In fact, the document makes an explicit point about technology transfer: “The innovation, diffusion and transfer of technology is critical to realising true transformation. Whether in information, transportation, communications or life-saving medicines, new technologies can help countries leapfrog to new levels of sustainable development”. 
This is the crux of the matter. Governments will need to make massive investments in these sectors for ST&I to play a part in implementing this new global agenda.
But investments will need to be backed up by stronger alliances and serious efforts to adapt the new development objectives to national realities.
Although the post-2015 framework is set to be global in nature, the high-level panel has called for goals, targets and indicators based on countries’ own context and priorities. For the developing world, particularly Africa, adopting and adapting the framework cannot be done without due consideration of the level of ST&I input required to adapt the framework.
As a start, each country will need a national consultative process involving key stakeholders, including scientists, to begin giving this global framework a national character. This could result in several derivative frameworks but the consultative processes should lead to a global roadmap precisely setting out the how of implementation.
The African common position on the post-2015 development agenda — developed by the African Union Commission, the UN Economic Commission for Africa, the African Development Bank and the UN Development Programme and finalised in March — specifically identified ST&I as an urgent priority for Africa. 
It is during the development of the national roadmaps that an assessment of ST&I resources required for implementation should accompany plans for goals and targets. National roadmaps need to include such ‘ST&I-readiness’ that will provide the basis for measuring the effectiveness of rollout and implementation.
How this would work in practice, for Africa, could be the focus of a committee of heads of state and government on the post-2015 development agenda, which was established at the African Union Commission summit in May.
Why focus on ST&I? Take the overarching goal of using resources wisely, as set out in the high-level panel report. Achieving this requires better management of resources and, ultimately, better use of technology.
In Africa, the lack of transparency in how natural resources are managed has undermined countries’ development progress. Raw materials found on African soil, such as oil and gold, are mainly processed by countries outside the continent — with minimal benefit for African countries themselves.
In at least some cases, resource wealth is concentrated in the hands of a few Africans instead of going towards modernisation efforts for the public good, such as funding much-needed infrastructure or structurally transforming the economy to create jobs.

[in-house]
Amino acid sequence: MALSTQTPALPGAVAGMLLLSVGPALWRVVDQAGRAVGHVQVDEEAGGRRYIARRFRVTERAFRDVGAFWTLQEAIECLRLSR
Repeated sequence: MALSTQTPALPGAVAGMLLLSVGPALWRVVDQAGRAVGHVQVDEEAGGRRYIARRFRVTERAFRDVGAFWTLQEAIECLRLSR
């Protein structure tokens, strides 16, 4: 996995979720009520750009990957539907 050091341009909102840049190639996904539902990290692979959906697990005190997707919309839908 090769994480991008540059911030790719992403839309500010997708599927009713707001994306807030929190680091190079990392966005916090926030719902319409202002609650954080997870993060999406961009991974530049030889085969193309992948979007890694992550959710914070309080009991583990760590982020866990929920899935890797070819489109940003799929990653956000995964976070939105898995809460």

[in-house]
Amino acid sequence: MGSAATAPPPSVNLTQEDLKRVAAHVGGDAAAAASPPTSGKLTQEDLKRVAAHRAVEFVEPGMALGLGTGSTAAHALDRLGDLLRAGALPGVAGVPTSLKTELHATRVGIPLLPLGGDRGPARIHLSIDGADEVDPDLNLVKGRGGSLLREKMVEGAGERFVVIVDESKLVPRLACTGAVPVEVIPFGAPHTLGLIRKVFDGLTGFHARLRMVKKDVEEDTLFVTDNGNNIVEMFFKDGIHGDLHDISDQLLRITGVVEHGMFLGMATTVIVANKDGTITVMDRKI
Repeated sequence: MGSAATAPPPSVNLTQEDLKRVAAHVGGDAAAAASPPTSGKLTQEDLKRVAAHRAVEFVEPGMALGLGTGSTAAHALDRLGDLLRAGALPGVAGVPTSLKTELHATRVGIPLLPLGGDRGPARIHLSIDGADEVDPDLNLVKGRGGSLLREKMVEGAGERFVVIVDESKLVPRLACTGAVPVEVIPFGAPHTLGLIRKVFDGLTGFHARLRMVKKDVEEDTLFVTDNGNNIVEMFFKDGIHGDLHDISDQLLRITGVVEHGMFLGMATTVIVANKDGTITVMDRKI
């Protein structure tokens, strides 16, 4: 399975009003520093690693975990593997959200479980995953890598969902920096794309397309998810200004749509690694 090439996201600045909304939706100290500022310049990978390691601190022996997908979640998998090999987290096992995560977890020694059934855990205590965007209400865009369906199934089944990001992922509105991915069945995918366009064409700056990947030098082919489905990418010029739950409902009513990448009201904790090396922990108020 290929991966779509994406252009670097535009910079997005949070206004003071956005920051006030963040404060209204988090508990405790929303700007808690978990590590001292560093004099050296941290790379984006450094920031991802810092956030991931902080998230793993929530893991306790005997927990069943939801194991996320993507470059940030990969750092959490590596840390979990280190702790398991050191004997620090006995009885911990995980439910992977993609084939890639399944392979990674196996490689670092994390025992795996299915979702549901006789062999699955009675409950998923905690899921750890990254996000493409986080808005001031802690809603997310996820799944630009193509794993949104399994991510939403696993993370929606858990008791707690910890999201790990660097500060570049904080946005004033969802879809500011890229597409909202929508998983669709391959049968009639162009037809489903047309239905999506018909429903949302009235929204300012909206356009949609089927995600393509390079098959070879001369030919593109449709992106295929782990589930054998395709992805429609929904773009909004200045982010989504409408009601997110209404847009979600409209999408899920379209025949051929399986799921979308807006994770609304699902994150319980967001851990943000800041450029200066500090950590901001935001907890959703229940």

While good management of natural resources can generate funding for ST&I, the reverse is also true — that ST&I is needed for good management of natural resources, particularly in creating more valuable products through the processing of raw materials.
For instance, valuable products, such as furniture, could be manufactured from logged wood, and revenue from natural resources such as oil and gas could fund local scientists’ work on greener energy.
Recently, Kenya’s president, Uhuru Kenyatta, talked of the country needing a framework to nurture and commercialise inventions, innovations and their end products at both national and county levels. Local innovation will need to be harnessed too — here, the Innovation Prize for Africa springs to mind, which supports African innovation and inventions in various fields.
Regardless of scale, across Africa, the industrial-manufacturing pipeline begins and ends with optimal use of ST&I. Investments in education, and research and innovation — backed by the appropriate industrial policies — are needed to promote structural transformation, industrialisation and manufacturing to generate employment for the continent’s growing youth population.
“Every country that has experienced sustained high growth has done so through absorbing knowledge, technology and ideas from the rest of the world, and adapting them to local conditions”, the report reiterates. “What matters is not just having technology, but understanding how to use it well and locally”.
But the report goes further than that — it calls for a “global technology breakthrough”, citing as an example the Partnership to Advance Clean Energy.
Through this collaboration, the US and Indian governments, as well as the private sector, have set up the US-India Joint Clean Energy Research and Development Center. The overall initiative has already generated US$1.7 billion in public and private resources for clean energy projects in India.
Africa must form similar strategic technological and scientific alliances, in particular with the private sector, to better harness its resources to ensure a natural resource value chain that includes the discovery, extraction and management of associated benefits, such as creating agribusinesses from agriculture.
To transform economies and promote sustainable development, the application of ST&I is imperative. Similarly, using resources wisely requires cooperation, better management and ultimately better use of technology.
Aida Opoku-Mensah is special advisor to the executive secretary on the post-2015 development agenda at the UN Economic Commission for Africa based in Ethiopia. She can be contacted at email@example.com and on Twitter @AidaOpokuMensah
 High Level Panel on the Post-2015 Development Agenda A New Global Partnership: Eradicate Poverty and Transform Economies Through Sustainable Development (UN, 30 May 2013)
 UN Economic Commission for Africa Outcome Document of the Regional Consultations on the Post-2015 Development Agenda (UN Economic Commission for Africa, 2013)